Author: Matt de la Pena / Publisher: Random House
The greatest strength of the DC Universe is having over eighty years of storytelling and world-building to lean back on for recognition and canon. That very same resume can make for a huge disadvantage when you’re trying to create a new story with these almost century-old characters. DC Icons is still taking a stab at it though with these series of YA novels, mostly showing the most iconic heroes in their super-infancy (there are novels for Batman, Catwoman and Wonder Woman, the last of which we reviewed). While there are an infinite number of Batman projects across comics, movies, tv shows, etc., the most recognizable hero in all of comics is still Superman. As any Superman writer will tell you, there’s a huge challenge in writing the most powerful comic book hero and creating real tension with an original story. Matt de la Peña manages this by stripping Kal El down to his most basic, human-like impulses, and weaves a story fitting of El family crest.
Will Eventually Be Faster Than a Speeding Bullet
We meet “Clark” in his senior year at Smallville High, and the struggle for him is already too real. He’s always had powers and has been aware he was different than people, but the powers themselves have started to manifest in ways that are not explainable, enough that he and the Kents know that he must hide his powers. This is a nice sweet spot to start Clark’s story. We’re past the weird and messy times of when puberty might take place but have all the youthful and scary moments of Clark navigating the newness of his body and its capabilities. De la Peña does a great job of giving us a well-rounded and conflicted Clark. One who knows he can’t flex his powers in front of anyone, including his best friend Lana, but also throws caution to the wind when it someone is in danger.
That recklessness is part of what makes Clark’s glow up so interesting. Clark’s aim is always to help, but he doesn’t always. Because he doesn’t have a grip on his powers, pushing someone out of the way of a truck might mean that he dislocates their shoulder in the process. Watching that struggle and growing awareness grounds Clark in refreshing ways. There’s no doubt he’s the good guy (the best guy), but the journey to his contribution being a net good takes time to develop.
Big Thangs Poppin’ in Smallville
The story that de la Peña weaves could only happen in Smallville and puts Superman dead in the middle of a familiar social climate that everyone should be familiar with in 2019. Dawnbreaker is just as much a story about immigration as it is about a coming of age superhero. This modern Smallville is dealing with immigration, racism in the form of local citizens and proposed legislation. When Clark proclaims that a Stop and Search time of bill will never pass in Smallville, we as the reader know that Clark’s naivety can come from both his idealistic youth and the often tread adage of “this is not what America is about.” When…it absolutely is what America is about. This begins to strip away from Clark as the story progresses, as Clark remains hopeful of people but knows that his action is necessary to keep people honest.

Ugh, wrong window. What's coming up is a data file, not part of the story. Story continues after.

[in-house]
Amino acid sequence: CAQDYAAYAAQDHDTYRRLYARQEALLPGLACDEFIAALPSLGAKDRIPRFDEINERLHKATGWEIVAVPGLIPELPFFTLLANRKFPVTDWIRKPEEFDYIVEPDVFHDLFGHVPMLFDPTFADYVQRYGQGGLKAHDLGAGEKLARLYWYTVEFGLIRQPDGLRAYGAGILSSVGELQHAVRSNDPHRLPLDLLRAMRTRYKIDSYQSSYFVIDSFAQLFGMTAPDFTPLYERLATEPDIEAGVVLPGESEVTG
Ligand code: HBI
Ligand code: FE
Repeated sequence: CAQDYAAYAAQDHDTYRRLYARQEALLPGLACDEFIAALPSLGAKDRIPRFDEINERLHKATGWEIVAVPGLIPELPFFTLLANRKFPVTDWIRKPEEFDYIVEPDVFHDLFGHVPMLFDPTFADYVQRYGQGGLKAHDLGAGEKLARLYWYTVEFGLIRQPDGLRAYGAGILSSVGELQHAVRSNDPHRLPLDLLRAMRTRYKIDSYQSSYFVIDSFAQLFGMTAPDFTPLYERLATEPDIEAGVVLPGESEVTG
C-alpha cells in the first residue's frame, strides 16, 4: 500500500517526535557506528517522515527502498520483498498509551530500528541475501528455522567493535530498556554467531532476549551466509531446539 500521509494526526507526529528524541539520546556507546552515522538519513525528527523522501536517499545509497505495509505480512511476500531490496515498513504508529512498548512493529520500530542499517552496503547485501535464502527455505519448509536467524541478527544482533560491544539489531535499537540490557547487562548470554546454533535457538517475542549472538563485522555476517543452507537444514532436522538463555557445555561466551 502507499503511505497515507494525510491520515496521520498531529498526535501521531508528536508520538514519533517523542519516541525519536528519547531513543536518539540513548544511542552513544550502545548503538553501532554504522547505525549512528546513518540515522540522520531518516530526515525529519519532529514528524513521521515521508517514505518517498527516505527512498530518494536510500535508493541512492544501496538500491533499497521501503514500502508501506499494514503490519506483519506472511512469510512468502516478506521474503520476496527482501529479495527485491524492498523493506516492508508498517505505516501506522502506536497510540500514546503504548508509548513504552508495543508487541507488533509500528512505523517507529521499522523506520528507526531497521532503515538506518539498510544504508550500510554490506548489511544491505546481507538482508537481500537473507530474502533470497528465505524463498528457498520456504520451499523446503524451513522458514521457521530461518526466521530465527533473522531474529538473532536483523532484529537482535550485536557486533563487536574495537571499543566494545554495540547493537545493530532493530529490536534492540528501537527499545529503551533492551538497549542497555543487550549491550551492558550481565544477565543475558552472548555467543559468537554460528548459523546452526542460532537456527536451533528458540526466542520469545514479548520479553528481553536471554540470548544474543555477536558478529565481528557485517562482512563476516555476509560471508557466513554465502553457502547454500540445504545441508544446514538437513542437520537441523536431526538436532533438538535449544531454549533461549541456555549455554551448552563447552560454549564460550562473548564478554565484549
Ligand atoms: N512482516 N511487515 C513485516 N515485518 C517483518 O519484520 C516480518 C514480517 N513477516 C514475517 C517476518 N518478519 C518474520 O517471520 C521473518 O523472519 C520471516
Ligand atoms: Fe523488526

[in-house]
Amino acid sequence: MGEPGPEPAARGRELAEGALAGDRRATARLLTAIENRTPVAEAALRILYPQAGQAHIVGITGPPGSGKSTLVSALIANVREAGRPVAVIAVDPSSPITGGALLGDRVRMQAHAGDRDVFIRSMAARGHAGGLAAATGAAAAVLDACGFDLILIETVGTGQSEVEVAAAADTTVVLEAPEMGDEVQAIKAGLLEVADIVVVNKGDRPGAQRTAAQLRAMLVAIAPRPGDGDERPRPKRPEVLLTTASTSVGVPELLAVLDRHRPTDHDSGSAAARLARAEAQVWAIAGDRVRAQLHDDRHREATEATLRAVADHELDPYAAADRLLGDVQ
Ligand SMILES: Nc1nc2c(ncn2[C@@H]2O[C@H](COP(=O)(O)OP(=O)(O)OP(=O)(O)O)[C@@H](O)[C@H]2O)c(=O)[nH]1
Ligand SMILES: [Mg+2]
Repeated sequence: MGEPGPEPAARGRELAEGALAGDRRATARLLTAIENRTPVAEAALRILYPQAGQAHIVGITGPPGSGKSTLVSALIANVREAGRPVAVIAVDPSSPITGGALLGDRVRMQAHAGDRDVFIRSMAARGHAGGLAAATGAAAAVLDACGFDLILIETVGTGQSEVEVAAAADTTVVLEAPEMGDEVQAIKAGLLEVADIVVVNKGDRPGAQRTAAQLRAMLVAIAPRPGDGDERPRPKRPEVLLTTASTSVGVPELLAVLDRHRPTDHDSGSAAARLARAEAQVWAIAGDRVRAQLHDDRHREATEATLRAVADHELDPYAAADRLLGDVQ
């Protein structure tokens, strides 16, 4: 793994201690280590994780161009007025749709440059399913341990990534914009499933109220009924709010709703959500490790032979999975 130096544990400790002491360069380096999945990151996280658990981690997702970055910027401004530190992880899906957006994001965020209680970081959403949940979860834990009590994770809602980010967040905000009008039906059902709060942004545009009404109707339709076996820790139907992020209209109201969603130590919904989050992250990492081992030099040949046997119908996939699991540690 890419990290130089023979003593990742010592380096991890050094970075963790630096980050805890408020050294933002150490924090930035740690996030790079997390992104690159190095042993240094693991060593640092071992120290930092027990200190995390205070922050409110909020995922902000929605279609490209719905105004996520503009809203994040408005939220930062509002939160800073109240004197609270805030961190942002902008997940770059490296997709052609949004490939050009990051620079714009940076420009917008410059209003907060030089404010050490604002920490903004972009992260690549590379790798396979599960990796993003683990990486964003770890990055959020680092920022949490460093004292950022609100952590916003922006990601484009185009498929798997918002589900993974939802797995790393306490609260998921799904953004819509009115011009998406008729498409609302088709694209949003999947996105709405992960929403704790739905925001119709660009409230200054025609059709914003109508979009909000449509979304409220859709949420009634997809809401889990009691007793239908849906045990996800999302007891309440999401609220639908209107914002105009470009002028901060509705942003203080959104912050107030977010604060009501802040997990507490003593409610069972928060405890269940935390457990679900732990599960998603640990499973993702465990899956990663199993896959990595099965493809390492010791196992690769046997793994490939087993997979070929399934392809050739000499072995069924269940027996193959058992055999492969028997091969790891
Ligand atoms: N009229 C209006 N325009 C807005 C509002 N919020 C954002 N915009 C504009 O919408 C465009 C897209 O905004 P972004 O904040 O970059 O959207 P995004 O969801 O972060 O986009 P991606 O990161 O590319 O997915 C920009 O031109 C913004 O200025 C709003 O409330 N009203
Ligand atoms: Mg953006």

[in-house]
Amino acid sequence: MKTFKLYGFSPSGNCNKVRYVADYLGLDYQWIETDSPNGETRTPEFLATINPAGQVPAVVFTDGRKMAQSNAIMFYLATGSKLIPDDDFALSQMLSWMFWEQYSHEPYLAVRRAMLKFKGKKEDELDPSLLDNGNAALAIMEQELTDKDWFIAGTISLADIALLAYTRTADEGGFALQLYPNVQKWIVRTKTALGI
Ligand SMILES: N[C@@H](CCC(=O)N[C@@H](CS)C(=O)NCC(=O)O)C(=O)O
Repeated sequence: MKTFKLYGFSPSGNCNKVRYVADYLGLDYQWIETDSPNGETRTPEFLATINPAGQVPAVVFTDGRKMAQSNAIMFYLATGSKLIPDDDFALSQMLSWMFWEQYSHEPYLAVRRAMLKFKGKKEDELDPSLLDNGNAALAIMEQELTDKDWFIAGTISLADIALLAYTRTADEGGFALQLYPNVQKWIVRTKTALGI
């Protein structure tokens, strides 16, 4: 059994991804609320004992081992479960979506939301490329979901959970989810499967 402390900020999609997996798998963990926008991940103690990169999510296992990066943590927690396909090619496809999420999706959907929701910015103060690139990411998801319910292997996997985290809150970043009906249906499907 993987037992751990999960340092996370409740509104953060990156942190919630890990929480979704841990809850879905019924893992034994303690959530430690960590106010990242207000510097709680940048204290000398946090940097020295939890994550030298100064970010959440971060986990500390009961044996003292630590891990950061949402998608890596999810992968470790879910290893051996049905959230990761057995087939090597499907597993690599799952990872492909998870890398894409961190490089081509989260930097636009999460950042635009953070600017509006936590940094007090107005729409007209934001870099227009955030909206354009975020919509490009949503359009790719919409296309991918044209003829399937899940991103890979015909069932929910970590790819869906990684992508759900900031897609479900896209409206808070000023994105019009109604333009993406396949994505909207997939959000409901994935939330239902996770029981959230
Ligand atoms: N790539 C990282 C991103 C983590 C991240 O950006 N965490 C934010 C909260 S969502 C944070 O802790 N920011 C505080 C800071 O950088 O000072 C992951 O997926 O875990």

This is a Smallville with a previously unrecognizable demographic. We are given a much more diverse landscape, especially with more Latinx representation than any Smallville I can recall. Clark’s compassion is seen in the way he interacts with the Mexican population, including a new love interest that I would love to see make its way into other Superman media. But this is Superman and we have some old-faithfuls to help root a Superman story. As the most by the book portrayal of Lana Lang is ever present throughout, we get some varied versions of the Kents and a surprise turn of Lex Luthor playing a prominent role in the story. Don’t worry, it’s definitely same ole Lex. But the positioning of “Big City Metropolis Lex who is a little too old to hang around high school kids” is a pretty great characterization, the likes of which haven’t really been seen since the Smallville television show.
In what is an interesting plot point, we begin the story with Clark knowing he is different but none of the how’s or why’s. Mostly because his parents haven’t told him how he got there. The discovery and revelation is done well and helps nail home Clark’s empathy of the immigration challenges in his town. Clark is an outsider that fears who will find out more about him in the way that the undocumented in Smallville do. What keeps the subject matter or its handling from becoming trite is in the way Clark recognizes his privilege in his relationship to those that are the most vulnerable. Eventually, Clark has to make a decision to embrace who he is knowing it is to acknowledge he can never again be who he once was. It’s a balancing act that de la Peña pulls off well from start to finish of this novel.
But Does It Fly?
Overall, with Superman being as well-worn a territory as comic book heroes can get, de la Peña still manages to pull off an original story, grounded in a very current climate, and with our favorite alien feeling new-ish and still familiar. The core principles of what make Superman are very much there, but the environment is different than what we are used to. And the way Clark responds makes all the difference. This is a worthy entry into the Superman lore and one that will hopefully spin some of the new characteristics into other Superman canon.